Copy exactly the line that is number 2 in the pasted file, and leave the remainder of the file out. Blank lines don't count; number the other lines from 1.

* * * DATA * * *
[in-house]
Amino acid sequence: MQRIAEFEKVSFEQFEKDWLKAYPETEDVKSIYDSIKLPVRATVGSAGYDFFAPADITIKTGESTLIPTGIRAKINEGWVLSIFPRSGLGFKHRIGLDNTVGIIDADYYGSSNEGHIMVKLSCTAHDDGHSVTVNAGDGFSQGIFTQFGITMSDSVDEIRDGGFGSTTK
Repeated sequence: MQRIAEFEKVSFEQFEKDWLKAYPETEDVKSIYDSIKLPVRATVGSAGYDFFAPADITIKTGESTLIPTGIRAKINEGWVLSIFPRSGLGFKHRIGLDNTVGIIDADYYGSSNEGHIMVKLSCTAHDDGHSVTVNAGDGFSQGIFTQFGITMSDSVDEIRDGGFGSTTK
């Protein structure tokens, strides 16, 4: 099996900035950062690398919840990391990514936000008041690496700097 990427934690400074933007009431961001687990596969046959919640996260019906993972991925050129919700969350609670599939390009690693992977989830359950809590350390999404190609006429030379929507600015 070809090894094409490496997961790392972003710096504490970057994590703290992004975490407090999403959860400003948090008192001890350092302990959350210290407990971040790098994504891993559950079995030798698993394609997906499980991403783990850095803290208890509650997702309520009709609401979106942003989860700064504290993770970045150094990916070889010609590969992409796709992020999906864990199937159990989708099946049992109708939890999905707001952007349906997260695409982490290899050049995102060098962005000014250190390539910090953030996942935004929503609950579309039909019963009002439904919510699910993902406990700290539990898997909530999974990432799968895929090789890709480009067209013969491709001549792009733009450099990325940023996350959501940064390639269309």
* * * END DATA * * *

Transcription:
Amino acid sequence: MQRIAEFEKVSFEQFEKDWLKAYPETEDVKSIYDSIKLPVRATVGSAGYDFFAPADITIKTGESTLIPTGIRAKINEGWVLSIFPRSGLGFKHRIGLDNTVGIIDADYYGSSNEGHIMVKLSCTAHDDGHSVTVNAGDGFSQGIFTQFGITMSDSVDEIRDGGFGSTTK